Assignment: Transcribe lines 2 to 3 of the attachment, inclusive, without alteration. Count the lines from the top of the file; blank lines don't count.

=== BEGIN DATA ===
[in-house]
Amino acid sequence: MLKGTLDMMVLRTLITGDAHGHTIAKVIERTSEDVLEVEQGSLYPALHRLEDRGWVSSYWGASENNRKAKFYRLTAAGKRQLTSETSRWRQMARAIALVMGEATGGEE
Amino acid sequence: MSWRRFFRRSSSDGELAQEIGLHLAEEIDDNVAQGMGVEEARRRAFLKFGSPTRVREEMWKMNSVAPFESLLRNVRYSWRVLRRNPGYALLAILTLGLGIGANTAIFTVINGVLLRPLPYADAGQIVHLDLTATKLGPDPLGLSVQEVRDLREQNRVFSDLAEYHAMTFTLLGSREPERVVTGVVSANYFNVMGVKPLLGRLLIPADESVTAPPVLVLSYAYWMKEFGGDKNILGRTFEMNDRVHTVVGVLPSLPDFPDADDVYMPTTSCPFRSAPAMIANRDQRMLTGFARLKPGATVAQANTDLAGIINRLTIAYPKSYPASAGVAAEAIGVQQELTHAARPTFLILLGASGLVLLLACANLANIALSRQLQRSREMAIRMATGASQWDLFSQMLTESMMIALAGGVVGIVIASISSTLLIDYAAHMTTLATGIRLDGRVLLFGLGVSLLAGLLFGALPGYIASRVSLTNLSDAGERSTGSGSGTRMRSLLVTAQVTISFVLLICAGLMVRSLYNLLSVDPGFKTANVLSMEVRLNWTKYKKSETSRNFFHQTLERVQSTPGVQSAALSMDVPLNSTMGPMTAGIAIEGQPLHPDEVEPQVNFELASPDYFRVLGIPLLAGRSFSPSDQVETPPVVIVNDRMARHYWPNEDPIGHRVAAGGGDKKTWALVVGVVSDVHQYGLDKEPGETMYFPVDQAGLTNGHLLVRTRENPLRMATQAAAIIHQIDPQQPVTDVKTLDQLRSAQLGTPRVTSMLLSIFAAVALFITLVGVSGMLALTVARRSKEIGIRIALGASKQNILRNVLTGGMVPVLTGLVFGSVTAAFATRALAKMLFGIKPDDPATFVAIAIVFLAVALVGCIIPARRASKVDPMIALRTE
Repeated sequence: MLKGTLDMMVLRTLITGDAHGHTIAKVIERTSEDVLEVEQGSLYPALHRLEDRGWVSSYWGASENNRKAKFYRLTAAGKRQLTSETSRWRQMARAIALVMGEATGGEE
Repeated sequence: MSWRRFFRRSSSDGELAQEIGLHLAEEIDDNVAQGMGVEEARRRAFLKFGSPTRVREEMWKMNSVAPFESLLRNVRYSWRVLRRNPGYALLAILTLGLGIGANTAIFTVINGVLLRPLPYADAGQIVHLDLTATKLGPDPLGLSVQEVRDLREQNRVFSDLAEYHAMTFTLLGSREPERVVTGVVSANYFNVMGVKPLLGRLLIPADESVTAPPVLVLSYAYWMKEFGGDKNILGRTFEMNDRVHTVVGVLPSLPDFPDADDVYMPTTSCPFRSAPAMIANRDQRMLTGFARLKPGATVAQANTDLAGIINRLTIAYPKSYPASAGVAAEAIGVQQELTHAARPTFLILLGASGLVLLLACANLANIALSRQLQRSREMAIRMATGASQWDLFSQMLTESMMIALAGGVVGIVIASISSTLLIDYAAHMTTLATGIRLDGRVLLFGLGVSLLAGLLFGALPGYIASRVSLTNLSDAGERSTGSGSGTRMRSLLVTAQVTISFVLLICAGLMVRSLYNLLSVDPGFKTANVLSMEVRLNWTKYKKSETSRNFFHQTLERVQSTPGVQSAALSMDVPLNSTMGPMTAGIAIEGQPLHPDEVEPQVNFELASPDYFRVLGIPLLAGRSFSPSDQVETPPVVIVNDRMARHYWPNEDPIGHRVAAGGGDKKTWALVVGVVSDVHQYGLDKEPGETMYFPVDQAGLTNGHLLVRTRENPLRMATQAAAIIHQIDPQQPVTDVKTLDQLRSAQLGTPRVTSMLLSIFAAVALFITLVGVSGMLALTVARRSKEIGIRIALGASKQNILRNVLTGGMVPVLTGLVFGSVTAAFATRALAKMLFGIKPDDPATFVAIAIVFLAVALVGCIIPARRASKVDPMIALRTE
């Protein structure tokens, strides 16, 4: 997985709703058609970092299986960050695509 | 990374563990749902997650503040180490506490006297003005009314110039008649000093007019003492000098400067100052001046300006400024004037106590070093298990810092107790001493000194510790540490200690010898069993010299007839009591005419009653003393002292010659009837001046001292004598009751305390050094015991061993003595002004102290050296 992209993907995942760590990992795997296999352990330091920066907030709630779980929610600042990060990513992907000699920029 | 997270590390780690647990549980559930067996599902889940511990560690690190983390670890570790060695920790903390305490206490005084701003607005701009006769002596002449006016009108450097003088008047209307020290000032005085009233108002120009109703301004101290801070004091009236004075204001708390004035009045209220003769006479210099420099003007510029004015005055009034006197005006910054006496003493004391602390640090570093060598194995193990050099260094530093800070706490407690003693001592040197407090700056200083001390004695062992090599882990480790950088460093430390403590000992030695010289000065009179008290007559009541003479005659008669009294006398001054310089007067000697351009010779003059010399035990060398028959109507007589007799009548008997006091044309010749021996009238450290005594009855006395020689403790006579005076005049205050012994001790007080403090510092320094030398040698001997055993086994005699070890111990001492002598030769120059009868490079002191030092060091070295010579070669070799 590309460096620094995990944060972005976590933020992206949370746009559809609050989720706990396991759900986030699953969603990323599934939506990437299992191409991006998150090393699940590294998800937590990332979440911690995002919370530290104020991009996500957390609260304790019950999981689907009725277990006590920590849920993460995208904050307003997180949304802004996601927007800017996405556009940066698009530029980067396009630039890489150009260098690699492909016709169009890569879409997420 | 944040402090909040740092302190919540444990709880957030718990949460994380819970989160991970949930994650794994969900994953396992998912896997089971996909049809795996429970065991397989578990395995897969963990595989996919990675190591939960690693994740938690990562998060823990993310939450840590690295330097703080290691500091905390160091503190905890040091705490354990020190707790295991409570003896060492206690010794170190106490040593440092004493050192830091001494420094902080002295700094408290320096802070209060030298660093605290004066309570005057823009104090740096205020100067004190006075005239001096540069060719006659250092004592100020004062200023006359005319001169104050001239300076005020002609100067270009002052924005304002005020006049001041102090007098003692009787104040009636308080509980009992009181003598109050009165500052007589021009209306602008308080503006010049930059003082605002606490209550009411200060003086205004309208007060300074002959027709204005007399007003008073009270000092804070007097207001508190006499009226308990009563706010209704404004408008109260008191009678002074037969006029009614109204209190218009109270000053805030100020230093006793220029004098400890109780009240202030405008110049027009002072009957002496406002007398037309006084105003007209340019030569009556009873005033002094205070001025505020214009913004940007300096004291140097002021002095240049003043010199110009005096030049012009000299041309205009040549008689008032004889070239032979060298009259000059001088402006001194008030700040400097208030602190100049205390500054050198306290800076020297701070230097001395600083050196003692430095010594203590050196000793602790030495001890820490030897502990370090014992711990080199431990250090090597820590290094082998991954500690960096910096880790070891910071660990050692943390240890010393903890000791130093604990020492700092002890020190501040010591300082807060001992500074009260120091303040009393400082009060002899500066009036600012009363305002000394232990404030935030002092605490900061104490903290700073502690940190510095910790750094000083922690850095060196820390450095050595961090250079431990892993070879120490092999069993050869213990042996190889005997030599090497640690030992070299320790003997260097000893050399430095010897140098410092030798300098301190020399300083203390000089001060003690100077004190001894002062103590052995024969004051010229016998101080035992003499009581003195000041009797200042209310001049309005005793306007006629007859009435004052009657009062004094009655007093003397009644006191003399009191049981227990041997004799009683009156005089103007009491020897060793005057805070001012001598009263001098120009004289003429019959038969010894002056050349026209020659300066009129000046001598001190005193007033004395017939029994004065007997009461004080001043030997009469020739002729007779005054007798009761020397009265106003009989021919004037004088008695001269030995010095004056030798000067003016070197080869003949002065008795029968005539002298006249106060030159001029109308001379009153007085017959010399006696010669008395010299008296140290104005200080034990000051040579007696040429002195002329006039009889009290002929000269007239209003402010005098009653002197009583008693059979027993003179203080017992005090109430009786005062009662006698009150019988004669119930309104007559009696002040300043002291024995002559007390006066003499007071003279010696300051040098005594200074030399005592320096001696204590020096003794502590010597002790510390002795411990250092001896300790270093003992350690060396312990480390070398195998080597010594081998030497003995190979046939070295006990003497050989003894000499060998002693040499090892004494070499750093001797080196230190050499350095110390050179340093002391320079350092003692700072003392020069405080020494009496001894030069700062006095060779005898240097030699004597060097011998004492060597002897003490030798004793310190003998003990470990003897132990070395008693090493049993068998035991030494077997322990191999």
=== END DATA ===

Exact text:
Amino acid sequence: MLKGTLDMMVLRTLITGDAHGHTIAKVIERTSEDVLEVEQGSLYPALHRLEDRGWVSSYWGASENNRKAKFYRLTAAGKRQLTSETSRWRQMARAIALVMGEATGGEE
Amino acid sequence: MSWRRFFRRSSSDGELAQEIGLHLAEEIDDNVAQGMGVEEARRRAFLKFGSPTRVREEMWKMNSVAPFESLLRNVRYSWRVLRRNPGYALLAILTLGLGIGANTAIFTVINGVLLRPLPYADAGQIVHLDLTATKLGPDPLGLSVQEVRDLREQNRVFSDLAEYHAMTFTLLGSREPERVVTGVVSANYFNVMGVKPLLGRLLIPADESVTAPPVLVLSYAYWMKEFGGDKNILGRTFEMNDRVHTVVGVLPSLPDFPDADDVYMPTTSCPFRSAPAMIANRDQRMLTGFARLKPGATVAQANTDLAGIINRLTIAYPKSYPASAGVAAEAIGVQQELTHAARPTFLILLGASGLVLLLACANLANIALSRQLQRSREMAIRMATGASQWDLFSQMLTESMMIALAGGVVGIVIASISSTLLIDYAAHMTTLATGIRLDGRVLLFGLGVSLLAGLLFGALPGYIASRVSLTNLSDAGERSTGSGSGTRMRSLLVTAQVTISFVLLICAGLMVRSLYNLLSVDPGFKTANVLSMEVRLNWTKYKKSETSRNFFHQTLERVQSTPGVQSAALSMDVPLNSTMGPMTAGIAIEGQPLHPDEVEPQVNFELASPDYFRVLGIPLLAGRSFSPSDQVETPPVVIVNDRMARHYWPNEDPIGHRVAAGGGDKKTWALVVGVVSDVHQYGLDKEPGETMYFPVDQAGLTNGHLLVRTRENPLRMATQAAAIIHQIDPQQPVTDVKTLDQLRSAQLGTPRVTSMLLSIFAAVALFITLVGVSGMLALTVARRSKEIGIRIALGASKQNILRNVLTGGMVPVLTGLVFGSVTAAFATRALAKMLFGIKPDDPATFVAIAIVFLAVALVGCIIPARRASKVDPMIALRTE